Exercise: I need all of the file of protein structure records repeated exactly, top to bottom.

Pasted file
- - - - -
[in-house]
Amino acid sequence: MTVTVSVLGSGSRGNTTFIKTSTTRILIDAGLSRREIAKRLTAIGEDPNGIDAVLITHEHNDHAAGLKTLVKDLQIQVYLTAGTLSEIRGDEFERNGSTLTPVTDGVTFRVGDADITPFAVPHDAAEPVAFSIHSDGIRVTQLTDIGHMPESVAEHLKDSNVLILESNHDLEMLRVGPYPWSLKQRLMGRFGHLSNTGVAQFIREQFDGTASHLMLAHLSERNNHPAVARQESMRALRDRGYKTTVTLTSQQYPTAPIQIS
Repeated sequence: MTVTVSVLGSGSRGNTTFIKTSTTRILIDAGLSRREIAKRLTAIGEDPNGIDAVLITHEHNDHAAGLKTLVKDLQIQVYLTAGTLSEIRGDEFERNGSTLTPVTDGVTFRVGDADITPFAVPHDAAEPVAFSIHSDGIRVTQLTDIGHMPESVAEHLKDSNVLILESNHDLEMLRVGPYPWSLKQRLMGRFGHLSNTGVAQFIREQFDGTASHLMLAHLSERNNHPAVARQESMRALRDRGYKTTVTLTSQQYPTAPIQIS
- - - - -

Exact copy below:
[in-house]
Amino acid sequence: MTVTVSVLGSGSRGNTTFIKTSTTRILIDAGLSRREIAKRLTAIGEDPNGIDAVLITHEHNDHAAGLKTLVKDLQIQVYLTAGTLSEIRGDEFERNGSTLTPVTDGVTFRVGDADITPFAVPHDAAEPVAFSIHSDGIRVTQLTDIGHMPESVAEHLKDSNVLILESNHDLEMLRVGPYPWSLKQRLMGRFGHLSNTGVAQFIREQFDGTASHLMLAHLSERNNHPAVARQESMRALRDRGYKTTVTLTSQQYPTAPIQIS
Repeated sequence: MTVTVSVLGSGSRGNTTFIKTSTTRILIDAGLSRREIAKRLTAIGEDPNGIDAVLITHEHNDHAAGLKTLVKDLQIQVYLTAGTLSEIRGDEFERNGSTLTPVTDGVTFRVGDADITPFAVPHDAAEPVAFSIHSDGIRVTQLTDIGHMPESVAEHLKDSNVLILESNHDLEMLRVGPYPWSLKQRLMGRFGHLSNTGVAQFIREQFDGTASHLMLAHLSERNNHPAVARQESMRALRDRGYKTTVTLTSQQYPTAPIQIS